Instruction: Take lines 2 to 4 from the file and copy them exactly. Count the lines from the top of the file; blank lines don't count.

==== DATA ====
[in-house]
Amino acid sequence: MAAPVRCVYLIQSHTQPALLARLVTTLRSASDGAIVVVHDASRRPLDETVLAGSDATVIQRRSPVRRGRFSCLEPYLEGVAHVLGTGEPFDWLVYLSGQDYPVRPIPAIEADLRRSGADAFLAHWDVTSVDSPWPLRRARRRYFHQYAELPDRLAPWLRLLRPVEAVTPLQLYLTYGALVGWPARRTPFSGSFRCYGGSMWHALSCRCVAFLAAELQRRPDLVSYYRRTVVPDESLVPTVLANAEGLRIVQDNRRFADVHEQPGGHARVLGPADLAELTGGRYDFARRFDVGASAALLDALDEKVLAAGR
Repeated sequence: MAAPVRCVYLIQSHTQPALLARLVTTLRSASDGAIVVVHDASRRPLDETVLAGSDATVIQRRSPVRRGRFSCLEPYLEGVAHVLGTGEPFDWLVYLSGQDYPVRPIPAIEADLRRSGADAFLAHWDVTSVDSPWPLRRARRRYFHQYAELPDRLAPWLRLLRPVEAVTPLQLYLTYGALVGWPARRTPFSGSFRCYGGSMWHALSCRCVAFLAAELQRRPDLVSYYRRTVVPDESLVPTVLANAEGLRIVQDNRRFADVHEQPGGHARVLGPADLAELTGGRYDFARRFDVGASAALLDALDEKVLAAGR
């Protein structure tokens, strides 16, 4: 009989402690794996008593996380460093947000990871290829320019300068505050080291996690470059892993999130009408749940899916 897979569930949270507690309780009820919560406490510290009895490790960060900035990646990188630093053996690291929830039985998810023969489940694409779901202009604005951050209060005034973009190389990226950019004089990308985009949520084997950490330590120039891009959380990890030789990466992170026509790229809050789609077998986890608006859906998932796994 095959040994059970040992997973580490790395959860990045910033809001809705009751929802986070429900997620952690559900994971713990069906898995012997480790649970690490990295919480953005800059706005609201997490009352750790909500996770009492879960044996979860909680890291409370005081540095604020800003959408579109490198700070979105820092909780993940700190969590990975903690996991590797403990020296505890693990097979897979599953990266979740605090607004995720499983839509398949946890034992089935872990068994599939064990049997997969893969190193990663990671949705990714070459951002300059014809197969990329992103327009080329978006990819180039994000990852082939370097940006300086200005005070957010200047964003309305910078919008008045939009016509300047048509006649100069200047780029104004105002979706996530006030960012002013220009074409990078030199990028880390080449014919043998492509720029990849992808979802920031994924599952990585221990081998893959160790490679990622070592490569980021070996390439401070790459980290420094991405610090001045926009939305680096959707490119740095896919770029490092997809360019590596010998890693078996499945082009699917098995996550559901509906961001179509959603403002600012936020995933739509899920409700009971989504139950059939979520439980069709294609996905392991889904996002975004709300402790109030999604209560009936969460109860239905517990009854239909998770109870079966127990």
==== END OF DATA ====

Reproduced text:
Amino acid sequence: MAAPVRCVYLIQSHTQPALLARLVTTLRSASDGAIVVVHDASRRPLDETVLAGSDATVIQRRSPVRRGRFSCLEPYLEGVAHVLGTGEPFDWLVYLSGQDYPVRPIPAIEADLRRSGADAFLAHWDVTSVDSPWPLRRARRRYFHQYAELPDRLAPWLRLLRPVEAVTPLQLYLTYGALVGWPARRTPFSGSFRCYGGSMWHALSCRCVAFLAAELQRRPDLVSYYRRTVVPDESLVPTVLANAEGLRIVQDNRRFADVHEQPGGHARVLGPADLAELTGGRYDFARRFDVGASAALLDALDEKVLAAGR
Repeated sequence: MAAPVRCVYLIQSHTQPALLARLVTTLRSASDGAIVVVHDASRRPLDETVLAGSDATVIQRRSPVRRGRFSCLEPYLEGVAHVLGTGEPFDWLVYLSGQDYPVRPIPAIEADLRRSGADAFLAHWDVTSVDSPWPLRRARRRYFHQYAELPDRLAPWLRLLRPVEAVTPLQLYLTYGALVGWPARRTPFSGSFRCYGGSMWHALSCRCVAFLAAELQRRPDLVSYYRRTVVPDESLVPTVLANAEGLRIVQDNRRFADVHEQPGGHARVLGPADLAELTGGRYDFARRFDVGASAALLDALDEKVLAAGR
């Protein structure tokens, strides 16, 4: 009989402690794996008593996380460093947000990871290829320019300068505050080291996690470059892993999130009408749940899916 897979569930949270507690309780009820919560406490510290009895490790960060900035990646990188630093053996690291929830039985998810023969489940694409779901202009604005951050209060005034973009190389990226950019004089990308985009949520084997950490330590120039891009959380990890030789990466992170026509790229809050789609077998986890608006859906998932796994 095959040994059970040992997973580490790395959860990045910033809001809705009751929802986070429900997620952690559900994971713990069906898995012997480790649970690490990295919480953005800059706005609201997490009352750790909500996770009492879960044996979860909680890291409370005081540095604020800003959408579109490198700070979105820092909780993940700190969590990975903690996991590797403990020296505890693990097979897979599953990266979740605090607004995720499983839509398949946890034992089935872990068994599939064990049997997969893969190193990663990671949705990714070459951002300059014809197969990329992103327009080329978006990819180039994000990852082939370097940006300086200005005070957010200047964003309305910078919008008045939009016509300047048509006649100069200047780029104004105002979706996530006030960012002013220009074409990078030199990028880390080449014919043998492509720029990849992808979802920031994924599952990585221990081998893959160790490679990622070592490569980021070996390439401070790459980290420094991405610090001045926009939305680096959707490119740095896919770029490092997809360019590596010998890693078996499945082009699917098995996550559901509906961001179509959603403002600012936020995933739509899920409700009971989504139950059939979520439980069709294609996905392991889904996002975004709300402790109030999604209560009936969460109860239905517990009854239909998770109870079966127990």